Who Benefits? Castro
Politics: With Democrats resisting spending cuts in the great budget battles, all of a sudden one Democrat, Sen. John Kerry, is interested in cutting a measly U.S. program to promote democracy in Cuba. Something smells bad.
The senior senator from Massachusetts, who chairs the Senate Foreign Relations Committee, has inexplicably put a “hold” on a $20 million USAID program to support democracy, human rights and civil society in Cuba, a crumbling communist dictatorship that hasn’t seen freedom in 52 years.
It’s not that Kerry has any interest in Cuba. Congressional sources say a top staffer with pro-Cuba sympathies, Fulton Armstrong, is putting the screws to the program even at the expense of his boss’ political interests. A lot of them think it would be nice to know why.
Ostensibly, the aim of Kerry’s “hold” is to save money. But wait a second — that’s because “the programs only provoke Havana, which has made it illegal to receive the U.S. funds,” as the Miami Herald reported.
From the U.S. perspective, that makes no sense. Wittingly or not, the beneficiary of this “hold” is the Castro regime, even if the “hold” just delays the program.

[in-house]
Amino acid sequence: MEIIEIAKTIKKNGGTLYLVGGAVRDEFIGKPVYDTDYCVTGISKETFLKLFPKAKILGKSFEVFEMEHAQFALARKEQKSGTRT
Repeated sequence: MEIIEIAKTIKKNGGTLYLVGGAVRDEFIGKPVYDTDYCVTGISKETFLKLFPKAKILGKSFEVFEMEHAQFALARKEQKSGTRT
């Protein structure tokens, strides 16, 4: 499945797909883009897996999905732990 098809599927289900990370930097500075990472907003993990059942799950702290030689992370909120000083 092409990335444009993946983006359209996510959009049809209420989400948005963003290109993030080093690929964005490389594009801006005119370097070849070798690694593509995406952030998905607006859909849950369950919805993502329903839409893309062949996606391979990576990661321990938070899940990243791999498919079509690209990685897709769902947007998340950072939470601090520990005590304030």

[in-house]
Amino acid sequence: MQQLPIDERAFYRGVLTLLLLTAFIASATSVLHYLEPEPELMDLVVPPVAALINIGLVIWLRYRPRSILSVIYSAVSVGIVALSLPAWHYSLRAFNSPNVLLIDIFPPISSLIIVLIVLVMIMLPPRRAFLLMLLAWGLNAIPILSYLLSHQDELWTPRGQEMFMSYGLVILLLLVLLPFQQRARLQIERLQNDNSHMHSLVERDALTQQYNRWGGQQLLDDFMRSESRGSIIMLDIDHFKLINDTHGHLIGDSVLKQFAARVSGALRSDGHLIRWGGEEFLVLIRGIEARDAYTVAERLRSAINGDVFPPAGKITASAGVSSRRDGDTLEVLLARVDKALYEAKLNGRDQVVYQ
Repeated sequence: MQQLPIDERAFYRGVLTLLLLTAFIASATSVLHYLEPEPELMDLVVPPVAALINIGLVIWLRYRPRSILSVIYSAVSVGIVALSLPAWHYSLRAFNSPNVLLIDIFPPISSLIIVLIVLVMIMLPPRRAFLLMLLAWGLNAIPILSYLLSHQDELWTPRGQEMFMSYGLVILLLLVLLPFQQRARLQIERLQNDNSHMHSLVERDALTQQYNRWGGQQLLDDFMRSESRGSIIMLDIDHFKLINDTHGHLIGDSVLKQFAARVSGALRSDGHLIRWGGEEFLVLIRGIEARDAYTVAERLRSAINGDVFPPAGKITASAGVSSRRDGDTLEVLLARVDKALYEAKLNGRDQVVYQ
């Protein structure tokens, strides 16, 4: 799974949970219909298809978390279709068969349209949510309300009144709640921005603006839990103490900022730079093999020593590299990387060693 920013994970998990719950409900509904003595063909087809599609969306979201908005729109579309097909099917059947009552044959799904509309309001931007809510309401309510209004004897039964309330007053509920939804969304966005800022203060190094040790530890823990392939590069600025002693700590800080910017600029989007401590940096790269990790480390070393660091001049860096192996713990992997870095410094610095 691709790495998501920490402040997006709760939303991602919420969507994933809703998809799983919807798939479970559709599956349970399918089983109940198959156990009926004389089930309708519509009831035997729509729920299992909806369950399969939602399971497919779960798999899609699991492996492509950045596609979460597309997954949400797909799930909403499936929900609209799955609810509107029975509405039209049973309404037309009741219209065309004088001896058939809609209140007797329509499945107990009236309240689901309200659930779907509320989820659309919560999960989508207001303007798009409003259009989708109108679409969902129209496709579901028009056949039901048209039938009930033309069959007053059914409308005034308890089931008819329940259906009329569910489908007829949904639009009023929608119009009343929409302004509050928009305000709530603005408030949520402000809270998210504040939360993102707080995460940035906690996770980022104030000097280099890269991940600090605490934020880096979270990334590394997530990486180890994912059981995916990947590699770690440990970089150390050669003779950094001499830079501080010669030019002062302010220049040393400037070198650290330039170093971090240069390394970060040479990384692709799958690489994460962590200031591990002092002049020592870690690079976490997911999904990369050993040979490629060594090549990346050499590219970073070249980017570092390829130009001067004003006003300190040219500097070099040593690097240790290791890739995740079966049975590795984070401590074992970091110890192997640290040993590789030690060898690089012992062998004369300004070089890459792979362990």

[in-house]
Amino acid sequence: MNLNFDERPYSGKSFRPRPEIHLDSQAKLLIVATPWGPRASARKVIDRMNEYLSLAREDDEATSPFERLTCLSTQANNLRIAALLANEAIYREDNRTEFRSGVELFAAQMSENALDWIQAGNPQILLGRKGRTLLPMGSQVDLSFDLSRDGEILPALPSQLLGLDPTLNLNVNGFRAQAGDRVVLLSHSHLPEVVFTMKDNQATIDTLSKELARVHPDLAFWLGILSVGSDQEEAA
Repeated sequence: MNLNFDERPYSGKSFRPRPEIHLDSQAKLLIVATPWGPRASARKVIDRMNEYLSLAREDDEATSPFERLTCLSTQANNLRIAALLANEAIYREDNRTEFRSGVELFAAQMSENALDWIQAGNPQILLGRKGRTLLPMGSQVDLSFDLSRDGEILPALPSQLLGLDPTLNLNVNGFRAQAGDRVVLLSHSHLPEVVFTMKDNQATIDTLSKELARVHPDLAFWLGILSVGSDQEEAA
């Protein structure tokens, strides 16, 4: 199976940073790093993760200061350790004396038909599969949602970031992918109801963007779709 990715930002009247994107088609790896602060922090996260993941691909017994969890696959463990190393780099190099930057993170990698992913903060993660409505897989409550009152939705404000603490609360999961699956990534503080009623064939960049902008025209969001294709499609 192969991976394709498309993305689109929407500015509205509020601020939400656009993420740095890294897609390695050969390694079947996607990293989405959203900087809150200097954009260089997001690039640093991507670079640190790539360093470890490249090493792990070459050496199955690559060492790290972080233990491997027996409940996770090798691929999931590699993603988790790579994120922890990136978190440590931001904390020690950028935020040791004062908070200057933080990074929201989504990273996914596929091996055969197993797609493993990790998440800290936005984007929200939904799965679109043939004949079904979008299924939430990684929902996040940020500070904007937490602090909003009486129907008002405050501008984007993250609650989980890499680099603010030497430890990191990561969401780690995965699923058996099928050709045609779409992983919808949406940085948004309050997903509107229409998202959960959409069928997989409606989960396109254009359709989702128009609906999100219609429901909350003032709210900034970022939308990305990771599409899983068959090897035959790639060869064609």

Initiated in 2005, the program has always enjoyed bipartisan support. Even the Obama administration favors it and has repeatedly said that full relations with Cuba cannot be restored until the regime moves to permit basic liberties. The hold has created an atmosphere of “fistfights” among Democrats, as one source told IBD.
There’s also no smoking gun of waste or fraud. Putting funds on hold will only ensure that Cuba’s oppressed citizens don’t get Internet and text-messaging access, dissidents go without food support, and students miss training on basic business concepts and how free markets work, among other things the program does.
Armstrong’s initiative is so strange it’s got Capitol Hill boggling at how it works against even the interests of his own boss. Hill sources say Kerry is interested in being named Obama’s next secretary of state. He’d be a shoe-in for that, but his “hold” puts in question whether he could be confirmed by his own fellow Democrats.
His successor on the committee, Sen. Bob Menendez, D-N.J., is a Cuban-American who values this program highly. “What are his chances of getting confirmed after this?” a source close to Congress asks.
As Armstrong takes this rogue action, it’s notable that his pro-Cuba sympathies are no secret — he favors lifting the U.S. embargo and establishing diplomatic relations, like many Americans.